I'd been running an archaeology club at Bitterley School where I'm a Governor, for about 3 years. The children were enthusiastic about anything archaeological and we had developed our own digs. All this had evolved with an enormous amount of help from local people, unfortunately too many to name here, offering skills, time and encouragement. These were given in abundance by Peter Reavill, our local Finds Liaison Officer based at Ludlow. We had been investigating the local oral tradition that Bitterley is a 'moved' village and had turned up interesting results from walking the land, geophysical surveying, metal detecting and finally turning up loads of medieval pottery in our carefully placed trench.

We wanted to know more and so the children invited Time Team. I had a mixture of shock, excitement and, yes, panic when the almost immediate reply was positive. Jane Bishop, the Head teacher at Bitterley, Peter and I were then thrown into a round of visits and discussions with producers, researchers and people whose jobs were an enigma to me. Jane joked that Peter was discussing the archaeology, I was discussing the children and the village and she was discussing toilets and electricity as the school became the base for the three days.

Then followed a six week period when all the organising had to be done: gathering interested people in the village and deciding where test pits were to be dug, grouping the children with parents, answering the dozens of e-mails shooting through the ether. One of the main difficulties was the sheer number of people involved and keeping the communication going. For us it was quite frenetic, for Time Team background people I'm sure it was perfectly normal. Then, too soon, equipment and people were arriving and the school and village became a different place. Our sleepy Shropshire backwater became a hive of activity with trucks, vans, diggers and even a cherry-picker lumbering around the narrow lanes. There were folk wearing the Time Team logo everywhere. The school was a heap of equipment, all of it very high-tech, surrounded by a tangle of spaghetti wires. Monday saw the village transformed into a filming venue. Tuesday, Wednesday and Thursday were the investigation days and by the end of Friday all had gone! We were left feeling that a tornado had passed through but with the proven answer to that longstanding question: is it all done in three days? Most definitely, yes!

So what kind of place is Bitterley? Did we find out anything? What effect did it have on our community? Would we do it again?

Bitterley is a wonderful place to live - very rural, very beautiful. It's also very quiet. We don't even have a pub and certainly don't warrant a shop. The former was a distinct shock to Phil but the situation was ameliorated somewhat when an alfresco pub was erected on the green on the Wednesday evening and again on the Thursday when the village threw an impromptu party for the crew. The people here are friendly and supportive and well-known to each other but I was still surprised at the reaction when asking for volunteers to dig test pits through the village. We ended up with nineteen test pits in a village with around fifty houses and even those not digging were keenly interested. It was a wonderful response for which I was very grateful. The activities became almost the sole talking point for the weeks before and sometime after. In fact Time Team is still a favourite topic of conversation.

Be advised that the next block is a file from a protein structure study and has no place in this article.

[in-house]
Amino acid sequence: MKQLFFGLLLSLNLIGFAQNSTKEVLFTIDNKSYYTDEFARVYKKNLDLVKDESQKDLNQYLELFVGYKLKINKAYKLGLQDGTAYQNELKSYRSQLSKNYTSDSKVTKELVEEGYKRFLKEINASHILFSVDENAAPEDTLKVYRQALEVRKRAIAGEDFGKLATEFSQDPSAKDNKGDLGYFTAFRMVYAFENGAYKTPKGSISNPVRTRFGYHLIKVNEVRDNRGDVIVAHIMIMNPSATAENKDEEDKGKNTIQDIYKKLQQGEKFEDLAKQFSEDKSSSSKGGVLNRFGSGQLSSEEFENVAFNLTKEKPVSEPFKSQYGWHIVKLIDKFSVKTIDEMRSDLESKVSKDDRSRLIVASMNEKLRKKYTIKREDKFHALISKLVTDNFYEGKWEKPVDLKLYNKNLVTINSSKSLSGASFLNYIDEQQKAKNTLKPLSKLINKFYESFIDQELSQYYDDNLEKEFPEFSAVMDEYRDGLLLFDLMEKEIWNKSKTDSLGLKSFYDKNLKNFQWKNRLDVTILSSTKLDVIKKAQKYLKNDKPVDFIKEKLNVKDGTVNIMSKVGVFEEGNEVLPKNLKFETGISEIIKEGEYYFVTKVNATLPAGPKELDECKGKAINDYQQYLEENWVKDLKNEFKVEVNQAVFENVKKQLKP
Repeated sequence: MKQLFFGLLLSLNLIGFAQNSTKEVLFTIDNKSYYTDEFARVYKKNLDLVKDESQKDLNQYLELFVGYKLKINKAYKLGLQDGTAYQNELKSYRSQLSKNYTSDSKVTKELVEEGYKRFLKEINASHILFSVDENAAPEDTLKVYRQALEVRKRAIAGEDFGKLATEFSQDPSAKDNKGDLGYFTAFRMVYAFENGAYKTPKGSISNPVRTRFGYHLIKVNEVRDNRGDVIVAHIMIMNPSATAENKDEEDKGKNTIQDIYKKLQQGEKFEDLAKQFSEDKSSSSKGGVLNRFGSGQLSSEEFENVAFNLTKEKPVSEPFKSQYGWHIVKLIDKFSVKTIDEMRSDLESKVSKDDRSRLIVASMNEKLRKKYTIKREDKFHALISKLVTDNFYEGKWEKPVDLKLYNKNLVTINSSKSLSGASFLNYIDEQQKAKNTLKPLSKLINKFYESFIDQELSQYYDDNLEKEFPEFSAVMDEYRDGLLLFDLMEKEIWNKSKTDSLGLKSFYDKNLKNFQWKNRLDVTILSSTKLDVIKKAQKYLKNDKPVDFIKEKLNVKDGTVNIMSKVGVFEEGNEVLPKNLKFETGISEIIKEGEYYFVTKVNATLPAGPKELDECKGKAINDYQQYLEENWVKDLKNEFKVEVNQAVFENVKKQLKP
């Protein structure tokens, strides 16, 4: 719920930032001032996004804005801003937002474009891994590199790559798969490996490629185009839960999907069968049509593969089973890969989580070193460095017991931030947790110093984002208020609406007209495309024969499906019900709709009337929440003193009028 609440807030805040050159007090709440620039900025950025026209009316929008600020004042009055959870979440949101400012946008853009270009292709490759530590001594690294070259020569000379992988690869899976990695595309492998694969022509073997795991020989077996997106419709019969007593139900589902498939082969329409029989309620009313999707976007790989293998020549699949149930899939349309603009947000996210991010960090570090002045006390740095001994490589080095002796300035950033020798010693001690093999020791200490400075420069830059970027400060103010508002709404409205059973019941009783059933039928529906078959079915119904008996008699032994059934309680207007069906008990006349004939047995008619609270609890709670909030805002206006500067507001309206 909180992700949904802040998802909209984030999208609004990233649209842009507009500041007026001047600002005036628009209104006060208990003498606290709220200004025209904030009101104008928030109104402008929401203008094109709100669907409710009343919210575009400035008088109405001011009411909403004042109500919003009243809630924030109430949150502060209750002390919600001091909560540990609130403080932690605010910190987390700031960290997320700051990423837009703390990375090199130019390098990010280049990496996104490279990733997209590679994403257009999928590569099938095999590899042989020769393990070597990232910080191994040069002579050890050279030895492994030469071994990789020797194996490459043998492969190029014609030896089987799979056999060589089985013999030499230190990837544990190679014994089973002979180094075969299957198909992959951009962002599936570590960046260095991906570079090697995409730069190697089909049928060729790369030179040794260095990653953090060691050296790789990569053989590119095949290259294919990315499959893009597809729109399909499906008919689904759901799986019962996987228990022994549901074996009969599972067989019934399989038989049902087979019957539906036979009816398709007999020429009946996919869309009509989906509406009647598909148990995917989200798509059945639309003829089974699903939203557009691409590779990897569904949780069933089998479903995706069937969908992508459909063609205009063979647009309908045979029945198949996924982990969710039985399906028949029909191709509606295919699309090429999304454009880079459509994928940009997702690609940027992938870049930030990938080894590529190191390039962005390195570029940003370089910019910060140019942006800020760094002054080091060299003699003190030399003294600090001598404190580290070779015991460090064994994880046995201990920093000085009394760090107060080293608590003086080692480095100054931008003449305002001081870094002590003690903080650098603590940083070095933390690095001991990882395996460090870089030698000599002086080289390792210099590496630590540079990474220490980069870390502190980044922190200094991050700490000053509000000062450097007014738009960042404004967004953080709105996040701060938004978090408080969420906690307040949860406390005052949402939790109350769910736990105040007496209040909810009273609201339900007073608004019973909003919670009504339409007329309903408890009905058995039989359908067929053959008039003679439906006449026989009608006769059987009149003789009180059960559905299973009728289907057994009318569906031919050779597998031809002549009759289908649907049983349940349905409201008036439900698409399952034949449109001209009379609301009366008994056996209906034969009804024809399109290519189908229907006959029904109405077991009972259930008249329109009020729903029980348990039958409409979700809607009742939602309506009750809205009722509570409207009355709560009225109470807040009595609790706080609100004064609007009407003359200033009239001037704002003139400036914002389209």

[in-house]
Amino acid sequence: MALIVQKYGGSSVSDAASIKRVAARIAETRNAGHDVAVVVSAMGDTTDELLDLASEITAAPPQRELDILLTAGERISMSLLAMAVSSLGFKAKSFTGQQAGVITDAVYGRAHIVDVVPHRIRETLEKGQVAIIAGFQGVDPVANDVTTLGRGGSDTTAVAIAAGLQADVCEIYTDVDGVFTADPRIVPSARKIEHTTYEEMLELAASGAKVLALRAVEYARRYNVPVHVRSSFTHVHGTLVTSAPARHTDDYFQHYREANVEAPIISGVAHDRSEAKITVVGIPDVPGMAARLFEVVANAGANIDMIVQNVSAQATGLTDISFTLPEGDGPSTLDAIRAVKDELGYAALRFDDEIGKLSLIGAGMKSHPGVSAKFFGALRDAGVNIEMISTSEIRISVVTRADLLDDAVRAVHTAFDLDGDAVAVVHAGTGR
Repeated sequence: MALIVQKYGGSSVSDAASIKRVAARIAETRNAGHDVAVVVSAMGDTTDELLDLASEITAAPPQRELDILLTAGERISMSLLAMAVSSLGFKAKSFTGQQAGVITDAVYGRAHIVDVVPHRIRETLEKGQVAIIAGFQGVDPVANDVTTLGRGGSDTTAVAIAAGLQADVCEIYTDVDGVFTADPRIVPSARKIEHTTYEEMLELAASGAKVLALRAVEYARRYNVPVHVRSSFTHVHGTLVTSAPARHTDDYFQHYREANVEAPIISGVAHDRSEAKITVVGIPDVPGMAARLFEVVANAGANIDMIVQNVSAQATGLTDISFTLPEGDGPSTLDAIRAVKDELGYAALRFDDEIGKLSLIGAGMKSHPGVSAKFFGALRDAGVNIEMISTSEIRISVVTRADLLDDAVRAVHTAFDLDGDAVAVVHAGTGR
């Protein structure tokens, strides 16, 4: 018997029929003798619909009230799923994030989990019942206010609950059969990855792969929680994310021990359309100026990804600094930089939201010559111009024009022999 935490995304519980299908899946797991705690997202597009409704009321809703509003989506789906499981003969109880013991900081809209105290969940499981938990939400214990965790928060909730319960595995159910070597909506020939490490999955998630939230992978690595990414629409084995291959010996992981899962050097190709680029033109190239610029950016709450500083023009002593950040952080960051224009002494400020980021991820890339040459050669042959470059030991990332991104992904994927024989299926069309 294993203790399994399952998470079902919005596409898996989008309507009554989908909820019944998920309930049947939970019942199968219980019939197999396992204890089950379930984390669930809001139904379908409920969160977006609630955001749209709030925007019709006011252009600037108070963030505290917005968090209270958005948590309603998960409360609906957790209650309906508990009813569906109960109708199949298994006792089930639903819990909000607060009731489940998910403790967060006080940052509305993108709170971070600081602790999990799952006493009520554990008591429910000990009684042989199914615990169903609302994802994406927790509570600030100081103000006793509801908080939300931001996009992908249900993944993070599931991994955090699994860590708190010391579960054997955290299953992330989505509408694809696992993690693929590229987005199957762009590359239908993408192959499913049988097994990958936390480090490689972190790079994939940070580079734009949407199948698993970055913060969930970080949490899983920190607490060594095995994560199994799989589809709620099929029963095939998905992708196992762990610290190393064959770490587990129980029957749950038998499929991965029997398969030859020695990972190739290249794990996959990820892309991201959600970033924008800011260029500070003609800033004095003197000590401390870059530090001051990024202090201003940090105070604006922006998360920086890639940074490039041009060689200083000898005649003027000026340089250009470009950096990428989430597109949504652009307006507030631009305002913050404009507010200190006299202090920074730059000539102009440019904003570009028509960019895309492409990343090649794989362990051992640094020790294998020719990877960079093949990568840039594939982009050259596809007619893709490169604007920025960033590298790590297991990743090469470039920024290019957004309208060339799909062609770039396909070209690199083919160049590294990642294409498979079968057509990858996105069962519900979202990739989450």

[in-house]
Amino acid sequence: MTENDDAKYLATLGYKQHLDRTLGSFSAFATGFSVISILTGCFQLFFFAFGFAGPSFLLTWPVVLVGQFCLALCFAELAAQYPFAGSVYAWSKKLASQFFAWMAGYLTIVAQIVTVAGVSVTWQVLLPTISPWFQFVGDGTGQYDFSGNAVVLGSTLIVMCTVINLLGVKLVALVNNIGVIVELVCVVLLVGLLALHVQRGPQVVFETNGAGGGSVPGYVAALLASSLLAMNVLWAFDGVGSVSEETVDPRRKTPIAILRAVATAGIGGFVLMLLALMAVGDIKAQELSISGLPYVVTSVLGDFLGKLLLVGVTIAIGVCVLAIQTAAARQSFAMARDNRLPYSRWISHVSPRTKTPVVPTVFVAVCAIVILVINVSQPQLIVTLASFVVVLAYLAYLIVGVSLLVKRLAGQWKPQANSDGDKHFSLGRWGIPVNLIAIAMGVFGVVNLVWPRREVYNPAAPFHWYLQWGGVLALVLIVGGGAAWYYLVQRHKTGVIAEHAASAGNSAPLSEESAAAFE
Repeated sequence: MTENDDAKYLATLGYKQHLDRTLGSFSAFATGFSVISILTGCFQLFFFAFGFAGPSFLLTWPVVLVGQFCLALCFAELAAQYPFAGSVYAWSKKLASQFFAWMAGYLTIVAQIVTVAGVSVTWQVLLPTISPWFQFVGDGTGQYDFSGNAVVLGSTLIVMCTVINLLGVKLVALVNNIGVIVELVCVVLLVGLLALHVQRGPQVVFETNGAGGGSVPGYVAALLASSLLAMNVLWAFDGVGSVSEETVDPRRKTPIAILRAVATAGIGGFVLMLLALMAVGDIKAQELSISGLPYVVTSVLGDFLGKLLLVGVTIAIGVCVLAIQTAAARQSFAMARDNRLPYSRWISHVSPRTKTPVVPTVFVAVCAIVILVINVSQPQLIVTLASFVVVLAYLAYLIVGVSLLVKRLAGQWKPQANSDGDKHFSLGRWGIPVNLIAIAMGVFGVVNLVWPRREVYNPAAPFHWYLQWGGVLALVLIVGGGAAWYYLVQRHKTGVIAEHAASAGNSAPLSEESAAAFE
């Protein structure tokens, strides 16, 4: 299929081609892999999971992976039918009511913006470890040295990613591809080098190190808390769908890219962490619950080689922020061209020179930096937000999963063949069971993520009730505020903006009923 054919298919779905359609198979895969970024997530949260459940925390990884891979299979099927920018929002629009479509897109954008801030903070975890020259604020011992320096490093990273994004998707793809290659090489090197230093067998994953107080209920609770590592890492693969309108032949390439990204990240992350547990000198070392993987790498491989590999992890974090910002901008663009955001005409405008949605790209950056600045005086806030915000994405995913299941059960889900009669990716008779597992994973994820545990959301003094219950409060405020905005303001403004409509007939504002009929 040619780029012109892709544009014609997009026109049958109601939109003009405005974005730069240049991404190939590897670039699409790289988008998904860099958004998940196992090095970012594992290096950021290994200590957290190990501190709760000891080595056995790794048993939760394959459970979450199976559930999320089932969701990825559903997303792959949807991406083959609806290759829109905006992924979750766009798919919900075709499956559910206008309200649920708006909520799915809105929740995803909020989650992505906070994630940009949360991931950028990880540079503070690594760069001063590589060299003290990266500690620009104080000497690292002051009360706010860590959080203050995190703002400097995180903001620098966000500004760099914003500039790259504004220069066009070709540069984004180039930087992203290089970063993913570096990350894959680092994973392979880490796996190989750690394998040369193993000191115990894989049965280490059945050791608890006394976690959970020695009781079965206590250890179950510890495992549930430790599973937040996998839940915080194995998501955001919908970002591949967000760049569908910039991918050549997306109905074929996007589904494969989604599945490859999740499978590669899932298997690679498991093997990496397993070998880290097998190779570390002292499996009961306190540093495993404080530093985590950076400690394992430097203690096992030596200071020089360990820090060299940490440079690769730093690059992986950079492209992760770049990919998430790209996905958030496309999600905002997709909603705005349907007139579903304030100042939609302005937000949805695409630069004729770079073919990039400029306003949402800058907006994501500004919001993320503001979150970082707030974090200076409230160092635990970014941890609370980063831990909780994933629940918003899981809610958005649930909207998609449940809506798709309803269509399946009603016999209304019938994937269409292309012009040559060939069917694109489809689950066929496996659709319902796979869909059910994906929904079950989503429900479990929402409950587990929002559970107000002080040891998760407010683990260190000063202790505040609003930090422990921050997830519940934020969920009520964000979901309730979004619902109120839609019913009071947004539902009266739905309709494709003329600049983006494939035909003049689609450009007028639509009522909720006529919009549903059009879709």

Did we find out anything? The programme will say, but we were surprised. The evidence just doesn't fit any straightforward, accepted picture. So, yes we did. We now have a much clearer idea of what was happening around and in the village historically. We also have a much better idea of what we're looking for and how to look.

What effect did it have on Bitterley? The whole activity certainly drew a close community even closer together. There were comments about having talked to villagers who were only 'faces in the lane', of becoming friendly with folk where hardly a name was known before. There were all round big grins throughout the three days. Now a vegetable patch can't be dug without a 'find's tray' being present and there's a new feeling, especially in the children, of being part of that history, just the latest chapter in a very long novel.

Would we do it again? I have no reservation at all in saying YES! It was a marvellous experience. The whole Time Team crew were a delight. We all gained so much and learned so much. The children still talk about it. What price can you put on coming across a couple of our children being given a personal lesson in finds washing by THE Professor Mick Aston? So we would do it again at a moment's notice. In fact, there must be some Anglo-Saxon remains round here surely...

When the children wrote to Time Team, one of them said 'We're a little school but we have big dreams!' Thank you to all members of 'our' Time Team for turning this particular dream into a spectacular reality.